Linear A is an undeciphered syllabary used between 1700-1450 BC in ancient Crete, alongside Cretan Hieroglyphs. Linear A was the official script for the palaces and cults, and Cretan Hieroglyphs were used for seals. Cretan Hieroglyphs had been in use for some time before the development of Linear A, and it is thought that the Linear A symbols may have derived from the shapes of some of the hieroglyphs.
It is not known what language the script represents. Some symbols are shared by Linear A and Linear B (which has been deciphered), but assigning the same symbol-sound associations to both scripts produces words written in Linear A which are not related to any currently known language. It is suggested that the script was used for writing an ancient language of which we have no other record; this language has been dubbed Minoan, and is thought to belong to the Indo-Iranian language family. Other theories suggest that the script was used for writing a variant of Greek or pre-Greek, or Luwian.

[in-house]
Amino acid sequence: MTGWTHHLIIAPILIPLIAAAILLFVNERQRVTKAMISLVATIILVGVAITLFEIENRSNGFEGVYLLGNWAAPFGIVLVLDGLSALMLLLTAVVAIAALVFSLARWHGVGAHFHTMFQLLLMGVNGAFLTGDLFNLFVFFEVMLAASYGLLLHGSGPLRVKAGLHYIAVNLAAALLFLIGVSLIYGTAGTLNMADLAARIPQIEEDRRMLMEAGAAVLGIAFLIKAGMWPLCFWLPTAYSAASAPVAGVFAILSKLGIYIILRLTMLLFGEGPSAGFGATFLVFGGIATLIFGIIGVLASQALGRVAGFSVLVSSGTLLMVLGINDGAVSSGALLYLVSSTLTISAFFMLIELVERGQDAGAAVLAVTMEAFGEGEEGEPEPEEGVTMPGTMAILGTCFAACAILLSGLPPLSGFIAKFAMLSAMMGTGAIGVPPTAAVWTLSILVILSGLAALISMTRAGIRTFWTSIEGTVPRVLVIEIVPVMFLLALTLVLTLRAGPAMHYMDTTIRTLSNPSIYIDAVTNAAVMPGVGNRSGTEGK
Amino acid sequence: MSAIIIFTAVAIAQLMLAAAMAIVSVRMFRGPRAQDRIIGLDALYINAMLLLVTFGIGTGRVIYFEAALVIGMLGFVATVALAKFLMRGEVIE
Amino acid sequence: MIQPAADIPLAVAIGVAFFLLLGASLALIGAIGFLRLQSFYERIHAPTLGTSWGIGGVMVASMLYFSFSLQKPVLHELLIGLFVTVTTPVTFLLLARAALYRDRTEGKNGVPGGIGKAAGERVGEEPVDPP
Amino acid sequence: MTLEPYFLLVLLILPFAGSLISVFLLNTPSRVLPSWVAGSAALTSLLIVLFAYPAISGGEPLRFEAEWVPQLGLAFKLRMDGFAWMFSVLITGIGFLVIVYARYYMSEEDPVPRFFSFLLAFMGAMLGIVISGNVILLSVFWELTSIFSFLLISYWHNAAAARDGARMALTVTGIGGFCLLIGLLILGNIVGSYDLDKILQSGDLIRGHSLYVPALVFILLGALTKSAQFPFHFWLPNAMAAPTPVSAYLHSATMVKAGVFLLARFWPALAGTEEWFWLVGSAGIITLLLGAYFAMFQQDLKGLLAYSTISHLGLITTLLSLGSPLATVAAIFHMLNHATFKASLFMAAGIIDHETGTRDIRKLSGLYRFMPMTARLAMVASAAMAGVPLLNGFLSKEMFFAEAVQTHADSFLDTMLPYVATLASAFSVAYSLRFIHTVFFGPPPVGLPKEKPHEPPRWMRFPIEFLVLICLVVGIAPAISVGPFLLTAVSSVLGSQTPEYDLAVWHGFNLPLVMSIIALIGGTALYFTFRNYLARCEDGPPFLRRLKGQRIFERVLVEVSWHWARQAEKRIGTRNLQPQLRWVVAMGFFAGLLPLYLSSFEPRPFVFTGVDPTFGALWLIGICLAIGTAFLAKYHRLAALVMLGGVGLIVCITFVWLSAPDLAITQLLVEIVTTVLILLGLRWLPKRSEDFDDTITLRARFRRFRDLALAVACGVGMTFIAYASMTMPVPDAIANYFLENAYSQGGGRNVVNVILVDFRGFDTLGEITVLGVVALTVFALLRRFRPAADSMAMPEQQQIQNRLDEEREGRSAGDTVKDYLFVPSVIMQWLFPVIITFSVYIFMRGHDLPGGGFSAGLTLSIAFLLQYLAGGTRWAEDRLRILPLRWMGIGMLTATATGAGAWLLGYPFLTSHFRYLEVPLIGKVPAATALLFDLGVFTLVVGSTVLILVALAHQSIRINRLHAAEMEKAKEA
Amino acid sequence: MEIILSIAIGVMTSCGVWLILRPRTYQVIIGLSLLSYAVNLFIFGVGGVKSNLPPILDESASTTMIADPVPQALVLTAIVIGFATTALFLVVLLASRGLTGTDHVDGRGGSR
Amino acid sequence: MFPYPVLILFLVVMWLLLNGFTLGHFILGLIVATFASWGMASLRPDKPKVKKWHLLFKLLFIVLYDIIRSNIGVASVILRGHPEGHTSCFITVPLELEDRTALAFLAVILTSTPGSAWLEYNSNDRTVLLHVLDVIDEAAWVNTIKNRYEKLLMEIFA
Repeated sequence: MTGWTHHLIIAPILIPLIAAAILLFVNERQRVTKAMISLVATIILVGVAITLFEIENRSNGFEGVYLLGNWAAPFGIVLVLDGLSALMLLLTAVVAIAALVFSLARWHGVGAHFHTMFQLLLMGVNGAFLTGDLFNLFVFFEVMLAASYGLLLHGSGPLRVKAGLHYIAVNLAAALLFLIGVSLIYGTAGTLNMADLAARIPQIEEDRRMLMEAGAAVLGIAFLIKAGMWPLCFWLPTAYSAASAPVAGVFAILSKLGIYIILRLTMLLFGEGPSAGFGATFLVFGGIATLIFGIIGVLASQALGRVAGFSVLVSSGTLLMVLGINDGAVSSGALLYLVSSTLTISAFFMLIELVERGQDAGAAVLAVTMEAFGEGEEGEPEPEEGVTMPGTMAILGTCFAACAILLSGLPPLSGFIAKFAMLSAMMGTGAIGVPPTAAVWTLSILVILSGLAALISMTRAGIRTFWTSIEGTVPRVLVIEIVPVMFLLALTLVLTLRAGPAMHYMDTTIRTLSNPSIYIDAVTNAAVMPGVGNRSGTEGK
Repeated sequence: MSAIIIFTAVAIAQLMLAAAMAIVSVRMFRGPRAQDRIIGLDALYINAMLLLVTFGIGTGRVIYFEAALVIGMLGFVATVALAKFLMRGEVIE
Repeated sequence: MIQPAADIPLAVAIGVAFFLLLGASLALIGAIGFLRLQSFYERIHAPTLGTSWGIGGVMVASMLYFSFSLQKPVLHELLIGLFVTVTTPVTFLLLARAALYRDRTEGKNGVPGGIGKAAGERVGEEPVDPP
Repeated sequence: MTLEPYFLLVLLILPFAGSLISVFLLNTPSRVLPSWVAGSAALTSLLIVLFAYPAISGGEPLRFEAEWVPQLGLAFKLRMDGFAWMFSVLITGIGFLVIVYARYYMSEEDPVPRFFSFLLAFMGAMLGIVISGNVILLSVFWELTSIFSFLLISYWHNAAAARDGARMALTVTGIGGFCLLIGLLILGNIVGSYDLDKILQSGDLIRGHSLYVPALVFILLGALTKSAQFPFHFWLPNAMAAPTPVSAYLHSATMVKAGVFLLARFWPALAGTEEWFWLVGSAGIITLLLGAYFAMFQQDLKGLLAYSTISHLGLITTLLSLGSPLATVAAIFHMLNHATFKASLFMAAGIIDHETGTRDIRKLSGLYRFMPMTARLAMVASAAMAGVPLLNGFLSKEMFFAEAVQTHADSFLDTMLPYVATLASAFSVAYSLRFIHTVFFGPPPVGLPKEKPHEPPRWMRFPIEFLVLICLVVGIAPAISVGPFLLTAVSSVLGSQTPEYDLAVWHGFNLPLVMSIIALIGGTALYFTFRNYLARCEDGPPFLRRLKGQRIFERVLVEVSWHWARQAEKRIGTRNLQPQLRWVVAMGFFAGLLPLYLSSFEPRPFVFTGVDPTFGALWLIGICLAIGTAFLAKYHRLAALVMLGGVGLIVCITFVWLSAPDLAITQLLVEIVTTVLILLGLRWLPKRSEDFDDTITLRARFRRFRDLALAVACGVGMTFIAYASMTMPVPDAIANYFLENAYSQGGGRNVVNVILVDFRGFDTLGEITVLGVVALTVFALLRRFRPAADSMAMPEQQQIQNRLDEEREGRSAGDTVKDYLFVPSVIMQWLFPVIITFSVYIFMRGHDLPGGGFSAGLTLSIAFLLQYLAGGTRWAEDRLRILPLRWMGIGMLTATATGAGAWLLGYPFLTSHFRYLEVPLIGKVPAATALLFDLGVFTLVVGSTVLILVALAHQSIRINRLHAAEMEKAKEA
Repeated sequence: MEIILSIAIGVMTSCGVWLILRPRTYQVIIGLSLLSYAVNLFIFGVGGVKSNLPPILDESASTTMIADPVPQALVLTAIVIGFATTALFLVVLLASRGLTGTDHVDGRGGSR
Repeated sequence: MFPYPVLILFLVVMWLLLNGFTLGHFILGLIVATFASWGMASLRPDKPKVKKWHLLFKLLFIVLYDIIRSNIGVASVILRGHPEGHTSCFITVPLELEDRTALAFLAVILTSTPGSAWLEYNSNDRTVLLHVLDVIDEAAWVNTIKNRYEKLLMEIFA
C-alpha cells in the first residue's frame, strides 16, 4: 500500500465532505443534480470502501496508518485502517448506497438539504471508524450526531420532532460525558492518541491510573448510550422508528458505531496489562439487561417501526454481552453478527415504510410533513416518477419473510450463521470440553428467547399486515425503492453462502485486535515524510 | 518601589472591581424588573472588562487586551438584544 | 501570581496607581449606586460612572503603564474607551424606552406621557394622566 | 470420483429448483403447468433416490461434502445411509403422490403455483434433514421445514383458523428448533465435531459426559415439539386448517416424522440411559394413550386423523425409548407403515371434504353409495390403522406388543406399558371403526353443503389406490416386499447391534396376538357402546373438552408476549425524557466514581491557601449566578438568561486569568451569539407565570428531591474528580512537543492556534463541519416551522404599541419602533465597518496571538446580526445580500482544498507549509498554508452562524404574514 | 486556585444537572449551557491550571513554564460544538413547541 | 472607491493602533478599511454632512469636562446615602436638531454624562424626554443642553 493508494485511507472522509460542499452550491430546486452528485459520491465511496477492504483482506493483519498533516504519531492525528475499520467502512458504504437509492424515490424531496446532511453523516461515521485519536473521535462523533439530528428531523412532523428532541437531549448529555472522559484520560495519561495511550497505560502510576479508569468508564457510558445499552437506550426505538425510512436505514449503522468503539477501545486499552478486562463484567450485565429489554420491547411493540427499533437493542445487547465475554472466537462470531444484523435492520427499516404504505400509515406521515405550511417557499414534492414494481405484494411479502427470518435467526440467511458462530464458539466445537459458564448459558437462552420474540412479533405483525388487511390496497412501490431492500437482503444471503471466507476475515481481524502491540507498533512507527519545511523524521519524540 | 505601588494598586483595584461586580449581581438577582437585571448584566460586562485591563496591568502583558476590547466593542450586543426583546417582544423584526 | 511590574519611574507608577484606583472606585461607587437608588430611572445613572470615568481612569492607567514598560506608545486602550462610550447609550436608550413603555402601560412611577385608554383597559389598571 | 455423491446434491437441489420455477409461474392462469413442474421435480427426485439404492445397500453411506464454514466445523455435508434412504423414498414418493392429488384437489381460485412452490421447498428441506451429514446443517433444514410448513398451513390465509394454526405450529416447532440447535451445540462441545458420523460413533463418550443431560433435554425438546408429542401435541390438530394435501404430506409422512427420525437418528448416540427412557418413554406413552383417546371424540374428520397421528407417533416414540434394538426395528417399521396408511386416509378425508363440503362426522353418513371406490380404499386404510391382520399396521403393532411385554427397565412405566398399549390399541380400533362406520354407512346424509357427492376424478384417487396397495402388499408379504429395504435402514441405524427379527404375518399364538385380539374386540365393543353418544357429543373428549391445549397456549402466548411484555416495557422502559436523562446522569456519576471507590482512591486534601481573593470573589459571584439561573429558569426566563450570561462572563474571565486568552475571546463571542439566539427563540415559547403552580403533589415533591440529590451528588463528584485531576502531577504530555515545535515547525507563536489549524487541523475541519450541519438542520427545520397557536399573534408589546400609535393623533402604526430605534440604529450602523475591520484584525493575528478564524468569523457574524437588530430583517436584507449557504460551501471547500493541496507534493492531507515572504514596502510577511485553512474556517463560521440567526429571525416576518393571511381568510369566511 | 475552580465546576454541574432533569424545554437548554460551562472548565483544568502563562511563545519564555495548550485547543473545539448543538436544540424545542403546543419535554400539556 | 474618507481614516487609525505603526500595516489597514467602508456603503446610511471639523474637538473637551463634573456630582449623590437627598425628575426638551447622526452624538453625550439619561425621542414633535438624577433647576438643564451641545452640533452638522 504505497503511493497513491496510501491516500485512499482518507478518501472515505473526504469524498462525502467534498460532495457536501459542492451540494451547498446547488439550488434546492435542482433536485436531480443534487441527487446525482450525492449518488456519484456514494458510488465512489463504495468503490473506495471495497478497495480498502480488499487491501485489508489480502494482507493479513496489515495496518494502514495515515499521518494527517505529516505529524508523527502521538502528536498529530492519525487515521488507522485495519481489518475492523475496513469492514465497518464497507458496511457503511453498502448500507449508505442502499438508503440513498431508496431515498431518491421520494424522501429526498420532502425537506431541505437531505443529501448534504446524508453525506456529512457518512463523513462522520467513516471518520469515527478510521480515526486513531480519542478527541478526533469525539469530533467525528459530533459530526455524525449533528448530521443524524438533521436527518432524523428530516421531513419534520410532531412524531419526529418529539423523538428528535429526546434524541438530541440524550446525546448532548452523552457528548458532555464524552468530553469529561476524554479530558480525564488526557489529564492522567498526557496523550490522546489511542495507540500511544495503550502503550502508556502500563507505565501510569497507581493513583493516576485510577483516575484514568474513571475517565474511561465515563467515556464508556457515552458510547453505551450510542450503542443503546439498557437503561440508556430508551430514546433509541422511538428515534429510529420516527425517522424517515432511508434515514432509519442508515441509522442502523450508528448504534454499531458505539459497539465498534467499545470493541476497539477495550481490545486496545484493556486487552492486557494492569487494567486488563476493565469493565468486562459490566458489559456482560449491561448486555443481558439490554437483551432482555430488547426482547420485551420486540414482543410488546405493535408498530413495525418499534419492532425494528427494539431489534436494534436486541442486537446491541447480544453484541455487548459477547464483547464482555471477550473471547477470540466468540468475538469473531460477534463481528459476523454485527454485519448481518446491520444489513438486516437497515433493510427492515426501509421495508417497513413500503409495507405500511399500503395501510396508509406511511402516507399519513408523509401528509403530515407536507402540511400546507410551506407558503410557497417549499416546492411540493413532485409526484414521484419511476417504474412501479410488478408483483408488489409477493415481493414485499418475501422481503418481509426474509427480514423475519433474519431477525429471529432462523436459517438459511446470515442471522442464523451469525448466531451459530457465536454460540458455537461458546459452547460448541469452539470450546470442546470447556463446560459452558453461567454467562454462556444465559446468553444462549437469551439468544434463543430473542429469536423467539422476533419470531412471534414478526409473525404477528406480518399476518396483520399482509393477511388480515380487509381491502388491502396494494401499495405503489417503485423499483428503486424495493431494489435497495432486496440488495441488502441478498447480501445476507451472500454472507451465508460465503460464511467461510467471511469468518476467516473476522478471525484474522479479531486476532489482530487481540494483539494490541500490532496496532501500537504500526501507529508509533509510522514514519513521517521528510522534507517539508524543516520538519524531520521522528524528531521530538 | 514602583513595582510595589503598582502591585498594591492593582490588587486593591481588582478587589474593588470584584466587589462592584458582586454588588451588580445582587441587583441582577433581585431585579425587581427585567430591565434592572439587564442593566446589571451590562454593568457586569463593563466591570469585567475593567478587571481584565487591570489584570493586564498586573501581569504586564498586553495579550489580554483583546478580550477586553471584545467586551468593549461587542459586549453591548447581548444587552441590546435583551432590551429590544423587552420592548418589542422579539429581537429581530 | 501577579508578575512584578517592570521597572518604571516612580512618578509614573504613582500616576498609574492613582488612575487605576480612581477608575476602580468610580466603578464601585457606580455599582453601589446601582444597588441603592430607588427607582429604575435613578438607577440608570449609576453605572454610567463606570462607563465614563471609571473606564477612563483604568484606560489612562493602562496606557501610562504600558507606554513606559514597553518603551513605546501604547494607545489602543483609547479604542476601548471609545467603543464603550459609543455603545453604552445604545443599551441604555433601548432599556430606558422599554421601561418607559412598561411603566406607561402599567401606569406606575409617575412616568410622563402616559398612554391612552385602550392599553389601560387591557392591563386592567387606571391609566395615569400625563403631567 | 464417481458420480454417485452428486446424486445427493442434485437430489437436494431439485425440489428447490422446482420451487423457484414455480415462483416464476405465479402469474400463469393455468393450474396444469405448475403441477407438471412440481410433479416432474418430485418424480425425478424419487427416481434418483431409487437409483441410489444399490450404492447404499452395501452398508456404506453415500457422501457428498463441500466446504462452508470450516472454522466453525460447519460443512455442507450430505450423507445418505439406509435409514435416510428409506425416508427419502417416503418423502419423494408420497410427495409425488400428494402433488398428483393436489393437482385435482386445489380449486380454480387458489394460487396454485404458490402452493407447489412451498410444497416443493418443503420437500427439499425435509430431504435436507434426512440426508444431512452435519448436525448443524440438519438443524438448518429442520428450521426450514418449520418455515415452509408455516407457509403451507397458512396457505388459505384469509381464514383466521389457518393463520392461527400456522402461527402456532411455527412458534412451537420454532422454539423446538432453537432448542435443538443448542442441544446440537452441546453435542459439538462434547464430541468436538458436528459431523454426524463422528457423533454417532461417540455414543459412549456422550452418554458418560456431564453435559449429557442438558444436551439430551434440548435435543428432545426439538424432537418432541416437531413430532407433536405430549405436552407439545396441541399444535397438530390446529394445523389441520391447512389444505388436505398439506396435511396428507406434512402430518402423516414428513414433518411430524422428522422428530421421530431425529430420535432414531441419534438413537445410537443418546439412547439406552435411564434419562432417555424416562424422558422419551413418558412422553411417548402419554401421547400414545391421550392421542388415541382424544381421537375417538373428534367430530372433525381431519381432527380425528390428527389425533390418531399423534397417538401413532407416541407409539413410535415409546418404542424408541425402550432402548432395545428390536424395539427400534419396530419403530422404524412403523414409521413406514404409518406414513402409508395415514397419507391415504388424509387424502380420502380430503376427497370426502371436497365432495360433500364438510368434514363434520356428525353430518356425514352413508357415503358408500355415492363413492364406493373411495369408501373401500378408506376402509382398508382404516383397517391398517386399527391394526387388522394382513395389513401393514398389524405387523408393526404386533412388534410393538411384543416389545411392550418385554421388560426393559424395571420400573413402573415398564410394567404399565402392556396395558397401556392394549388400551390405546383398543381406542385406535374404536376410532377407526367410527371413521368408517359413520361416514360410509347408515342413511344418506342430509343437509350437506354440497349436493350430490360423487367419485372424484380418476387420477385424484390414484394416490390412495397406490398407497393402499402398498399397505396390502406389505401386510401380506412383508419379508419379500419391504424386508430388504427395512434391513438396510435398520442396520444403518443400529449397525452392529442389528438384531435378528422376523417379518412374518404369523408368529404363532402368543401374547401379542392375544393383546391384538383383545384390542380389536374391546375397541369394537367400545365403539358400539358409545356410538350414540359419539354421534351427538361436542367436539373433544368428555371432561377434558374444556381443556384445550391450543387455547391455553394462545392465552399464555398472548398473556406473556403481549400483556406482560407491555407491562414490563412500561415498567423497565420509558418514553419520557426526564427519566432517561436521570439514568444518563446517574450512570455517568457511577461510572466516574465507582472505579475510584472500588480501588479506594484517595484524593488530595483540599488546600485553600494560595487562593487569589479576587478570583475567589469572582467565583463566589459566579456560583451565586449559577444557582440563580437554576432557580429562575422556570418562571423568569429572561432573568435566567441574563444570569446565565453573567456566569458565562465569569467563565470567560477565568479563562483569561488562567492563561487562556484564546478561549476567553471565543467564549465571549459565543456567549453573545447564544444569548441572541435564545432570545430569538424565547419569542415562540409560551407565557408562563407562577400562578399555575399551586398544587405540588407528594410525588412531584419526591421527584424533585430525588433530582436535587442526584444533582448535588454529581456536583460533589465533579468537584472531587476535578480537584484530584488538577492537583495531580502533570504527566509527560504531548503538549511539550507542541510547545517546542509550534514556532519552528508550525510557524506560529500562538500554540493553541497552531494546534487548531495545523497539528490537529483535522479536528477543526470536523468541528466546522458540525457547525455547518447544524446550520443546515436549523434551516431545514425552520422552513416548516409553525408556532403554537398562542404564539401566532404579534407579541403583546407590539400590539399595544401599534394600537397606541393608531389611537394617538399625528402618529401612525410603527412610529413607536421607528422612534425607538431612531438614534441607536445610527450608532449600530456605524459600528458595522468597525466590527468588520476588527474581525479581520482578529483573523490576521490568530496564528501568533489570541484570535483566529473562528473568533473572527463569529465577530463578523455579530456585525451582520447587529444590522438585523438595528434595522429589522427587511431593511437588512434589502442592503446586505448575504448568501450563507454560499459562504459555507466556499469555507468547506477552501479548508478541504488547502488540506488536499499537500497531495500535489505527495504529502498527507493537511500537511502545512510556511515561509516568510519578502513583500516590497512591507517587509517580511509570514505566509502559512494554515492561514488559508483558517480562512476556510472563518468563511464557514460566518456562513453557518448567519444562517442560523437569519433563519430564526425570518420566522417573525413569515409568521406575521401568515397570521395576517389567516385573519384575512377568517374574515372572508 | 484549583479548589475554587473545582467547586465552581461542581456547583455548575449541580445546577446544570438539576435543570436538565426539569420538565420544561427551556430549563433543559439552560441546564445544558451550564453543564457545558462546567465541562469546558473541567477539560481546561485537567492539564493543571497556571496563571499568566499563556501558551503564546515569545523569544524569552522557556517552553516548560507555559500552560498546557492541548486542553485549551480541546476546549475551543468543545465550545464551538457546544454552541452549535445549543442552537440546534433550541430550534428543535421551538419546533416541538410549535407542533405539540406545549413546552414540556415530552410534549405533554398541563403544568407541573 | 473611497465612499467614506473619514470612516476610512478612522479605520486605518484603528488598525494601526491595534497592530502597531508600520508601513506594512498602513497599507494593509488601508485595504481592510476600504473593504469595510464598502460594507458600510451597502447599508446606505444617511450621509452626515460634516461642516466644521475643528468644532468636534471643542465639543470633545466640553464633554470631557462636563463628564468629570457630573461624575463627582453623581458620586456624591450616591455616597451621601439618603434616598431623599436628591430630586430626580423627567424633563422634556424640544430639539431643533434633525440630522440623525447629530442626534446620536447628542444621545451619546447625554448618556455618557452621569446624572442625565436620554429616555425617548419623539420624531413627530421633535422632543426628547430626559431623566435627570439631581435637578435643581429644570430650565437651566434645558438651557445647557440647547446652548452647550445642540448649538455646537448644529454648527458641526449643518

Linear A was most commonly inscribed on clay tablets, possibly for the purpose of recording merchants’ transactions. The script was written from left to right. Of the 120 syllables, half are thought to represent phonetic syllables and half are thought to be logographs representing objects or concepts.